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The Right Time to Take a Position in Aerospace and Defense

March 07, 2014 | About:

Airplane constructors and defense contractors seem to have left behind the last economic crisis of 2007. Ever since, activity in both industries has picked up and overall performance notably improved after 2010. Two companies were able to fair the bad weather and come out of the storm in a better market positioning. However, Boeing (BA) and Lockheed Martin (LMT) continue to face new challenges that question their capacity to deliver strong returns in the long term.

Addressing Growth Catalysts

The decision to end pensions for non-union workers has placed Boeing under the magnifying glass. Through this approach the company plans to curb growing pension costs by 2016. However, the firm has made clear that employees will continue to receive matching benefits. 68,000 employees are expected to be reached by the new policy, and associated costs are estimated to sum up to $110 million.

Pensions programs for Boeing have shown in 2013 to be a key in growth prospects. Through fiscal 2013, the company reported a growth in total sales for both commercial and defense segments. However, higher pension expenditures continue to erode operating margins. Nonetheless, EPS continue to improve steadily, securing shareholders a considerable return on their investment.

Another good note for Boeing is the rise on orders and backlog for 2014. That reality gave management enough incentives to improve production and increase delivery rates. Order increments are most important in the commercial segment, because sales in the defense sector are expected to drop by $30 billion. However, competition in the sector has relaxed as contracts continue to concentrate in a few market players.

Financially, since 2010 Boeing improved all around. Revenues, net income, and cash flow have risen, with the additional benefit of debt reduction. No transactions have been reported during 2014, and those reported during fourth quarter 2013 were sales. However, those sales represent the will of gurus to collect wins. Trading at 21.6 times its trailing earnings, the stock carries an 11% premium to the industry average.

Successful Portfolio and Good Prospects

Lockheed Martin is only half the market cap of Boeing. Nonetheless, the Maryland base if a strong competitor in the aerospace, defense, and security industry. In comparison to Boeing, the firm has no commercial segment and heavily depends on the U.S. defense budget. However, its business was not as affected as other market competitors due to the priority given by the Department of Defense to the contracts awarded before the 2007 economic crisis.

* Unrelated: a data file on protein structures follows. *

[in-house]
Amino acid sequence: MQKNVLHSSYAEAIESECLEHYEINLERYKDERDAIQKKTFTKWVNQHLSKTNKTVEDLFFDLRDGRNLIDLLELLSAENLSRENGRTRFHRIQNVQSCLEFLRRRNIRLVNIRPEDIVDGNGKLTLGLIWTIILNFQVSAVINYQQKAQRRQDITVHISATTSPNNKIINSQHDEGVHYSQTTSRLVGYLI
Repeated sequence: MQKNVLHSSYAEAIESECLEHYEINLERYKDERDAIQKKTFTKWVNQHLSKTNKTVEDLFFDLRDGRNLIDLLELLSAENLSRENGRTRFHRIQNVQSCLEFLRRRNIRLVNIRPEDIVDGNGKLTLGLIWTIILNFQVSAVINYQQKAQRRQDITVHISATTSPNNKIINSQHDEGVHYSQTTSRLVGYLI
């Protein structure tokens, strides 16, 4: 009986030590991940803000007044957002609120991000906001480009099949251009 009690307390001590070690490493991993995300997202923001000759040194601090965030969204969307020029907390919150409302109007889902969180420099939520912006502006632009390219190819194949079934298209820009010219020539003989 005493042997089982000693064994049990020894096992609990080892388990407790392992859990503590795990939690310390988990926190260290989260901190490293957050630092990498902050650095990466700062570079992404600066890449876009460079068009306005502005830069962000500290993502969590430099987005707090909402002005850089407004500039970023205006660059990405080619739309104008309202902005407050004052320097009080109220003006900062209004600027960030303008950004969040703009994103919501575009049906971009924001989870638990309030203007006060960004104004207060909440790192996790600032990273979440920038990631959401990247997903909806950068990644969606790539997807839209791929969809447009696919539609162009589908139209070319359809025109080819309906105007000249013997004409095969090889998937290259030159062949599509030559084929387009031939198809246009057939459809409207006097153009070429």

The most successful product by Lockheed Martin is the F-16 with 4,534 units delivered worldwide. Another important product in its portfolio is the Hercules C-130, which is expected to lose some footing in the hands of EMBRAER’s project: KC-390. The company, however, has not slept in its laurels and continues to develop new products. The F-35 is the most important product waiting to be launched, but rising production costs continue to threat the project.

The Department of Defense is also a big consumer of fire control, missiles, and mission systems developed by Lockheed Martin. Additionally, the Littoral Combat ship, jointly developed by the U.S. and Japan, has incremented backlog and offers the company good prospects for the long term. And during the last U.S. administration, the greater focus on unmanned intelligence surveillance reconnaissance systems, gives the firm an opportunity for growth.

Not much has changed in the financial side for Lockheed Martin since 2009. Revenues, net income, and operating margins stood at similar levels throughout that period. However, gurus have cut their winning through 2013’s last quarter. Nonetheless, no major stakeholder liquated its position. Trading at 18.5 times its trailing earnings, the stock carries a 4% discount to the industry average.

Defense over Commercial Planes

Without a doubt Boeing’s strong market is commercial airplanes, while Lockheed Martin’s is defense. Both markets are recovering and offering opportunities for growth to both firms. Additionally, the premium carried by Boeing’s stock in small making the two stocks attractive for a long-term investment. However, Lockheed Martin has benefited more than Boeing from the reduction of competitors, and is my favorite pick.

Disclosure: Vanina Egea holds no position in any of the mentioned stocks.

About the author:

Vanina Egea
A fundamental analyst at Lone Tree Analytics

Visit Vanina Egea's Website


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